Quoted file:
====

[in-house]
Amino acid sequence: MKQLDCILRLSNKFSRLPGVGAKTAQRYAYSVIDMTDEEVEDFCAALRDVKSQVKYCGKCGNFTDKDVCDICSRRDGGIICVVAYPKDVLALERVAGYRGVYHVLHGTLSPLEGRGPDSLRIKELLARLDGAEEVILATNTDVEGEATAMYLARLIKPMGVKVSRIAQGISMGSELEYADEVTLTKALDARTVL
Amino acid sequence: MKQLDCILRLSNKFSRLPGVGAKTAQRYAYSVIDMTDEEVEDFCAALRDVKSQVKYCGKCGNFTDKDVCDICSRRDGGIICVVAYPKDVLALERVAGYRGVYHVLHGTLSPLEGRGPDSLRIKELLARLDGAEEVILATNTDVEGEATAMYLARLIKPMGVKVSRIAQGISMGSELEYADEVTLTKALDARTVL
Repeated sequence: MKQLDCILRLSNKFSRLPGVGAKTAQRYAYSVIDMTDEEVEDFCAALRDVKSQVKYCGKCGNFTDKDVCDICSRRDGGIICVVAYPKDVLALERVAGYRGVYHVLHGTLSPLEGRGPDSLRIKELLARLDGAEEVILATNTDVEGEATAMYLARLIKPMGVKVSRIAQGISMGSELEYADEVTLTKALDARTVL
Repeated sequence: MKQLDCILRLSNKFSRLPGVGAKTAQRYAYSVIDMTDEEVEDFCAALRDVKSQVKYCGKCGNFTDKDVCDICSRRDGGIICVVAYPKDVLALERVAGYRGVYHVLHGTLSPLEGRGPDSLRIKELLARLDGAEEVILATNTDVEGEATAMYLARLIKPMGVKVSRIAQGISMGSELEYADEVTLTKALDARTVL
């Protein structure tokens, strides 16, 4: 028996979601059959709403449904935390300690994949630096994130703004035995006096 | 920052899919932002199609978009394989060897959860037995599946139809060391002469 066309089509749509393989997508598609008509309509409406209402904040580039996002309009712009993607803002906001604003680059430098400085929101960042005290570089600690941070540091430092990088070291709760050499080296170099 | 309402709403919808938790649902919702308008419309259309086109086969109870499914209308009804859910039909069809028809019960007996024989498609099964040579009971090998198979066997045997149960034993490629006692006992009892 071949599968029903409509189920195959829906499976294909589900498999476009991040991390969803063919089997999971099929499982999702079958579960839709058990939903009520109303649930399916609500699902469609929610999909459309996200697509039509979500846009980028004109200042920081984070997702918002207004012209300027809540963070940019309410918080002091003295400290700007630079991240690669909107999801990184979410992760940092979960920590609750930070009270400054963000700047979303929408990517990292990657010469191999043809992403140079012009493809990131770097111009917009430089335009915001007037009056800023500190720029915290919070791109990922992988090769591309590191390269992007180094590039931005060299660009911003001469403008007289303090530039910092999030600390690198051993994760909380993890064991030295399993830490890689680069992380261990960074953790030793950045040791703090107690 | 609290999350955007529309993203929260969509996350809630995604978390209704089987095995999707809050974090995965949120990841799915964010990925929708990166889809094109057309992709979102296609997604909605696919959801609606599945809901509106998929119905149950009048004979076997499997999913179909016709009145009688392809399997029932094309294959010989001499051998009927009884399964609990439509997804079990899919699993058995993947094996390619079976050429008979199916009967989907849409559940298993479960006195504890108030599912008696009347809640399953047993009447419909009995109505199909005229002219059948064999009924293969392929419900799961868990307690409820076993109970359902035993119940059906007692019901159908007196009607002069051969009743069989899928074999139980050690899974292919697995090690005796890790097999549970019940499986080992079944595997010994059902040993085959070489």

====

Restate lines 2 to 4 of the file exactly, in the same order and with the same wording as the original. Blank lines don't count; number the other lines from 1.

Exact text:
Amino acid sequence: MKQLDCILRLSNKFSRLPGVGAKTAQRYAYSVIDMTDEEVEDFCAALRDVKSQVKYCGKCGNFTDKDVCDICSRRDGGIICVVAYPKDVLALERVAGYRGVYHVLHGTLSPLEGRGPDSLRIKELLARLDGAEEVILATNTDVEGEATAMYLARLIKPMGVKVSRIAQGISMGSELEYADEVTLTKALDARTVL
Amino acid sequence: MKQLDCILRLSNKFSRLPGVGAKTAQRYAYSVIDMTDEEVEDFCAALRDVKSQVKYCGKCGNFTDKDVCDICSRRDGGIICVVAYPKDVLALERVAGYRGVYHVLHGTLSPLEGRGPDSLRIKELLARLDGAEEVILATNTDVEGEATAMYLARLIKPMGVKVSRIAQGISMGSELEYADEVTLTKALDARTVL
Repeated sequence: MKQLDCILRLSNKFSRLPGVGAKTAQRYAYSVIDMTDEEVEDFCAALRDVKSQVKYCGKCGNFTDKDVCDICSRRDGGIICVVAYPKDVLALERVAGYRGVYHVLHGTLSPLEGRGPDSLRIKELLARLDGAEEVILATNTDVEGEATAMYLARLIKPMGVKVSRIAQGISMGSELEYADEVTLTKALDARTVL